Cornell Law Review Volume 91 Issue 2

World Habeas Corpus

Habeas corpus has played an essential part in many of the great controversies that have marked major constitutional tensions throughout U.S. history. Presidential and congressional powers were tested in the Civil War period in Ex parte Merryman and Ex parte McCardle. In 1908, federal judicial power to prevent unconstitutional action by state officers-of great significance to this day in assuring the supremacy of federal law over state action-emerged in what was technically a habeas corpus action in Ex parte Young. Executive branch detentions in World War II were tested not only through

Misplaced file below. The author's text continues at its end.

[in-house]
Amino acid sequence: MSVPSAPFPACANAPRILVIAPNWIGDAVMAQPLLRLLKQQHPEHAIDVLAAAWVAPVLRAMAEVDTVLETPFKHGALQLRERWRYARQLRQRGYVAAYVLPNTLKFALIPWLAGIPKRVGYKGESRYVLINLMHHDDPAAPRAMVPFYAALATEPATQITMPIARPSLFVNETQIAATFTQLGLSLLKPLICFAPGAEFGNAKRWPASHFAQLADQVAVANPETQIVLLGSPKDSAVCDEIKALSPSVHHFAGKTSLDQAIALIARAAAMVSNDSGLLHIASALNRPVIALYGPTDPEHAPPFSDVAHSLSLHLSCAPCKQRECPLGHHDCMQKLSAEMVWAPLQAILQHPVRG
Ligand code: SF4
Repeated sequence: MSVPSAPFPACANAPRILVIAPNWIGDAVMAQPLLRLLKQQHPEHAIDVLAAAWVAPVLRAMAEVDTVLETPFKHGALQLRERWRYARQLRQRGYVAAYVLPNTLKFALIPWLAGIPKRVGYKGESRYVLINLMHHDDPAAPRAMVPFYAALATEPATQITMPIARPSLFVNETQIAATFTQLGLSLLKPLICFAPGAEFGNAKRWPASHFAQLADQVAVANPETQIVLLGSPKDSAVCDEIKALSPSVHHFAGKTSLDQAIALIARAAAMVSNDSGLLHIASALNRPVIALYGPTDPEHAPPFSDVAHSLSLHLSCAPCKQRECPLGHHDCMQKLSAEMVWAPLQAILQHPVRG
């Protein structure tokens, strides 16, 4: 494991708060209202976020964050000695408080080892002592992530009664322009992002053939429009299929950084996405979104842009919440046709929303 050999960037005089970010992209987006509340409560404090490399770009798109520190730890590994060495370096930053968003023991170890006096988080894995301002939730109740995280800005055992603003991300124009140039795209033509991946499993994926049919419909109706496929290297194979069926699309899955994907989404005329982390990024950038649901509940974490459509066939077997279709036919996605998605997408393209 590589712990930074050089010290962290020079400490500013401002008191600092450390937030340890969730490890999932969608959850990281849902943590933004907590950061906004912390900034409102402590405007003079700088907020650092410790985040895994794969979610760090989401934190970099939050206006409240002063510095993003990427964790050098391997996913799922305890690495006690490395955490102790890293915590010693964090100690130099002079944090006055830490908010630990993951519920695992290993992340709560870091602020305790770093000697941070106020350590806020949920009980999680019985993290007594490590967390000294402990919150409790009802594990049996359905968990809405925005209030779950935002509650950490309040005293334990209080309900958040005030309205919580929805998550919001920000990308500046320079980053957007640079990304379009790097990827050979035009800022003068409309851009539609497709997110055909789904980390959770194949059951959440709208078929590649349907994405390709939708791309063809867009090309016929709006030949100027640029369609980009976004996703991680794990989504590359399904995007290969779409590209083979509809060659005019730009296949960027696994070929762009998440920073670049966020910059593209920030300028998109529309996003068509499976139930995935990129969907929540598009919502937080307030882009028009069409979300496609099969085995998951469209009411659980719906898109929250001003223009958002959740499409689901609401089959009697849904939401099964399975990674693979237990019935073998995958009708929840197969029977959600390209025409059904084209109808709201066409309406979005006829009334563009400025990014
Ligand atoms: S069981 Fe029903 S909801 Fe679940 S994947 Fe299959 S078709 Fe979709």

direct appeals, but also-and more successfully-through habeas corpus in Ex parte Endo and Duncan v. Kahanamoku. More recently, habeas has been once again invoked to resolve difficult questions of constitutional law, personal liberty, and executive and legislative powers. In the last few years, habeas corpus has assumed importance as a vehicle for litigating both U.S. constitutional claims and the application of international legal standards to foreign nationals held by or in the United States. In this same time period, U.S. engagement with what the Court has called “the world community” over legal issues has emerged as a marked point of tension.


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